Food & Drink Muse

Green Goodness: An ode to the Avocado

Alice Weetman explores our obsession with the avocado and the surprising amount of health benefits it can bring.

The humble avocado, now turned superfood, first came to Britain in the late 1960s and wasn’t taken to awfully well. Originally labelled as an “avocado pear”, many treated it as such, which had some unsavoury results. After a few decades of sitting at the back of the shelves in greengrocers and supermarkets, the past decade saw a surge in avocado love-turned-obsession. Avocado pyjamas, plush cuddly avocado toys, avocado bedding, even lattes served out of avocado husks; for some reason we just cannot get enough of this oddly shaped berry (yes, surprisingly it’s classed as a berry!).

The avocado has become increasingly popular over the last ten years, with a growth in clean eating and diets which include a push for good fats, meaning to consume unsaturated fat while steering clear of saturated fat (which has been proven to increase cholesterol and blood pressure).The UK saw the avocado as its third largest sales growth of any grocery item in 2018 and now with its own National Day to celebrate its wonder (which is the 31 July), what can this superfood do other than make a piece of toast a little less boring?

Photo Credit: StockCatalog

What are the benefits?

The simple avocado actually has a surprising amount of health benefits, such as...

It’s a rich source of antioxidant:

Berries tend to have very high levels of antioxidants, and the avocado is no exception. Antioxidants protect cells against damage done by free radicals (unstable molecules produced as a reaction to food break down and environmental pressures.) Although the body does produce its own antioxidants, sometimes there aren’t enough. Increasing antioxidant levels can help repair cell damage from things like UV rays, and re - store a compromised immune system.

They have high levels of vitamin E:

Vitamin E is essential for healthy skin and eyes and it tends to be the main ingredient in skin care products, especially those that claim to have anti-aging properties. It also strengthens the immune system against illness and infection.

It’s a good source for vitamin B and folate:

B vitamins have a wide range of jobs, from maintaining the nervous system and healthy skin, to breaking down food, regulating the release of energy and breaking down fats. Folate does the important job of forming healthy red blood cells.

They’ve got a fair amount of fibre:

Fibre is key for healthy digestion, affecting the way fat is absorbed in the small intestine. It’s also recently been found to naturally
reduce strokes and lower blood pressure, cholesterol and weight levels.

Good Fats:

Avocados contain high levels of unsaturated fat, mainly monounsaturated fat, which is supposedly better for heart health than other fats. According to BBC GoodFood, monounsaturated fats can help prevent heart disease and can lower blood pressure. The high levels of this good fat in avocados has also proven to aid appetite regulation, as it leads to longer feelings of satiety, and half an avocado is one of your 5 a day!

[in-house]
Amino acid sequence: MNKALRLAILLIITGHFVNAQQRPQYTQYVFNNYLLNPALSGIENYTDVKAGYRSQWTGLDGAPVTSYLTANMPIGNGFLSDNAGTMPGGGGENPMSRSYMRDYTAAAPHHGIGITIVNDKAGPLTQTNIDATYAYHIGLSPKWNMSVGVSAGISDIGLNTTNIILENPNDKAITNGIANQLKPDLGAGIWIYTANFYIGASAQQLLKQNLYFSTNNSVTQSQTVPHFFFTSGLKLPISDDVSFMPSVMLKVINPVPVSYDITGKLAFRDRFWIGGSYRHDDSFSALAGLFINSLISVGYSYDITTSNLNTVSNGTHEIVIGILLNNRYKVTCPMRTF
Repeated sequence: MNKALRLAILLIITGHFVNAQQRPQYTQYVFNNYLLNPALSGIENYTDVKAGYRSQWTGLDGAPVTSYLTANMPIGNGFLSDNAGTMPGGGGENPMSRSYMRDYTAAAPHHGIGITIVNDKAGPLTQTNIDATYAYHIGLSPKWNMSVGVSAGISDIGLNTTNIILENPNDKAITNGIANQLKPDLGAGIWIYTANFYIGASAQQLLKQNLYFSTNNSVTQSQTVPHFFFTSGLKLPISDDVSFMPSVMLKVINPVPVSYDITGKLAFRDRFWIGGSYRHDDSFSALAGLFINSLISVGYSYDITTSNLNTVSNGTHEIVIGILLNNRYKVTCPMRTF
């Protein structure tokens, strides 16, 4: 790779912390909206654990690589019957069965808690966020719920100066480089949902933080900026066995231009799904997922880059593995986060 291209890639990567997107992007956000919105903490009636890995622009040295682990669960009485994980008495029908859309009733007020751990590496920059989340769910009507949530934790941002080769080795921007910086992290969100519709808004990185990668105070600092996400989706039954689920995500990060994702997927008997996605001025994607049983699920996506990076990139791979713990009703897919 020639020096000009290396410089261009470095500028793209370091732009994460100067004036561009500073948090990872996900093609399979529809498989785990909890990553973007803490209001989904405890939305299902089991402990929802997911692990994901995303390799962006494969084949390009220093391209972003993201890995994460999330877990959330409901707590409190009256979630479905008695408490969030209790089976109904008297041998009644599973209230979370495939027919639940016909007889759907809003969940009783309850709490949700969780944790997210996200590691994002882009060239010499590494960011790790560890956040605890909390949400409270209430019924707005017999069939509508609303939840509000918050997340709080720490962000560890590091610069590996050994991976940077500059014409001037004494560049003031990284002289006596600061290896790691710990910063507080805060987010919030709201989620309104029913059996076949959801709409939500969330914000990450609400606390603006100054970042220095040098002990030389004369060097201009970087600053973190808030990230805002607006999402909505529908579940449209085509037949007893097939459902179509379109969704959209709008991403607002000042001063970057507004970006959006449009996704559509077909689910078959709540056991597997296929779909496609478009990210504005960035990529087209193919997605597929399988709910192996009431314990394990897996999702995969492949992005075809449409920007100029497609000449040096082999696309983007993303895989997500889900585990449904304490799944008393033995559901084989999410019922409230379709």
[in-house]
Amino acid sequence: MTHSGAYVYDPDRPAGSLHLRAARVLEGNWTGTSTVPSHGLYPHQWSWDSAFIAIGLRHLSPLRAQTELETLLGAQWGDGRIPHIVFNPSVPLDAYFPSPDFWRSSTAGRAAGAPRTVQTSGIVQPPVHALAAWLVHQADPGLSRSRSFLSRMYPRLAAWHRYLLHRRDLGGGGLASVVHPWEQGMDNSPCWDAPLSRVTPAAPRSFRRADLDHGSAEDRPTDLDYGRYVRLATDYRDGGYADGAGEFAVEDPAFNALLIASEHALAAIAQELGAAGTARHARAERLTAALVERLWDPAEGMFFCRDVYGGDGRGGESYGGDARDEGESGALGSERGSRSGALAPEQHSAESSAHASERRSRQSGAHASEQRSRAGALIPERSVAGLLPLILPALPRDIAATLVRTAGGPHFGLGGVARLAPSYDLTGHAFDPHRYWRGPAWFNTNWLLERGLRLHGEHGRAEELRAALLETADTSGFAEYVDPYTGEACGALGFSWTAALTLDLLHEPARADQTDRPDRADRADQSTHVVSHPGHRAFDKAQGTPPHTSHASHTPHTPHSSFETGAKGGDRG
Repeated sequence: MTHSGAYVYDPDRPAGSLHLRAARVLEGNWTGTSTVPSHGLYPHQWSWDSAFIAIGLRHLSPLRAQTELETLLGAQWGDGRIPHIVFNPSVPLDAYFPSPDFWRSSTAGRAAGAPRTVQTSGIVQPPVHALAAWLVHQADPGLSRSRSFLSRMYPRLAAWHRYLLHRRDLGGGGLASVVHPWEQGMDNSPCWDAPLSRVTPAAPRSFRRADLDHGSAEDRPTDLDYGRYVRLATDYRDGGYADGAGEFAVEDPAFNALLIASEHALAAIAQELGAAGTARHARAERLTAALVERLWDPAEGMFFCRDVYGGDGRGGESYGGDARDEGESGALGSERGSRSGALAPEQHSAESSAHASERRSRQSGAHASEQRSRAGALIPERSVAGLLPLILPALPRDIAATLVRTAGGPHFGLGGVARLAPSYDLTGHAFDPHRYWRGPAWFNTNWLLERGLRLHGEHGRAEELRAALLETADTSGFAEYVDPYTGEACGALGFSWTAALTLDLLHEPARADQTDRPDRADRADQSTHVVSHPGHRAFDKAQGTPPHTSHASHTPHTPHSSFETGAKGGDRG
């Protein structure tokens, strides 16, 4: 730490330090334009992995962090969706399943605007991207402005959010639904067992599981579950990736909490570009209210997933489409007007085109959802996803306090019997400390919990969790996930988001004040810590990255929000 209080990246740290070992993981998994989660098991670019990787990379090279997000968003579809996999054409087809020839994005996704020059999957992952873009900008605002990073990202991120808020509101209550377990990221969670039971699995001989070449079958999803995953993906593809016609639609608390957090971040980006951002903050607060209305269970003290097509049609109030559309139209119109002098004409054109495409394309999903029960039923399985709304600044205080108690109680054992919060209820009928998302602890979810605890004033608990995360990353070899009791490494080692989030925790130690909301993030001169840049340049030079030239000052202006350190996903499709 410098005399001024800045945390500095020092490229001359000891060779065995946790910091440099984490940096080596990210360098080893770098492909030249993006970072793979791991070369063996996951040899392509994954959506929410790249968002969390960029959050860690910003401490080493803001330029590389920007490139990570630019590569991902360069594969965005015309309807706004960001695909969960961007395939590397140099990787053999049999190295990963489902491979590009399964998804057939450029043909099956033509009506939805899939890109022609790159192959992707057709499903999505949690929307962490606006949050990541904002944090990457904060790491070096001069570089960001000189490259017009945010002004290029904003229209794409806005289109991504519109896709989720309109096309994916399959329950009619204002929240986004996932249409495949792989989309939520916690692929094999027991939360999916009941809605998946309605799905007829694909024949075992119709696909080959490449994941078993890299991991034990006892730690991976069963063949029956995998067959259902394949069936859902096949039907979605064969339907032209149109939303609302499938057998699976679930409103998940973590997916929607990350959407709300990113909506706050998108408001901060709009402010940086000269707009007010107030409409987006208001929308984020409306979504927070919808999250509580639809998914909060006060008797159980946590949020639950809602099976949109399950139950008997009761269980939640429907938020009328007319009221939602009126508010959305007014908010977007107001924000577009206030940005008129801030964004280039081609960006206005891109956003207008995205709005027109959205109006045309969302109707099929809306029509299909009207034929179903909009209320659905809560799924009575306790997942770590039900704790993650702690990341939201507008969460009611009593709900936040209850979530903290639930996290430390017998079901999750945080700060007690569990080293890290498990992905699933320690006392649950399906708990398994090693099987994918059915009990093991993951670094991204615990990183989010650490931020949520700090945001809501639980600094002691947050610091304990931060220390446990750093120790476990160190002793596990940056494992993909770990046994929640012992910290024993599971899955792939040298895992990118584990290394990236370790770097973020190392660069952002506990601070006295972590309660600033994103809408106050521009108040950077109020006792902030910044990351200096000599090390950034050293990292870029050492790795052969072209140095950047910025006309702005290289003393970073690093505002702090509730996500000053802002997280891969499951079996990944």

Not only is the avocado actually incredibly good for your body but it’s also very versatile, easily used in recipes for both sweet and savoury dishes.Originally rooted in SouthCentral Mexico, the avocado has been around since 7 000 BC, with Peruvian archaeologists finding Incan mummies buried with domesticated avocado seeds, dating back to 750 BC. Then, in the late 1800’s, the avocado was successfully introduced to the US, with commercial crops being grown in California. Now the avocado is grown in North America, Europe and even the Middle East. It seems the avocado has been welcomed into a variety of cultures as an addition to any cuisine.

Their creamy texture can be a fabulous substitute for dairy, being a favourite in vegan desserts such as ice creams and mousses. As a post-gym snack, cracking an egg into the stone hole of a halved avocado and then baking it is a delicious and nutritious way to aid muscle building and recovery. They’re perfect to pop into a smoothie when you’re on the go, or they can be simply thrown on a salad to add an extra boost of nutrition. The possibilities of what you can do with a little avocado are endless. A quick Google search will lead you to hundreds of avocado-based recipes, or you could simply scour through the 9.1 million avocado hashtags on Instagram for inspiration.

Either way, the avocado has definitely proven itself as one of the most popular foods of the 21st century. So maybe the hype around this oversized green berry is warranted! And maybe it does deserve to be plastered all over the market place. The avocado truly is a weird, yet wonderful fruit, rich with history and vitamins and minerals.

Photo Credit: Pixabay

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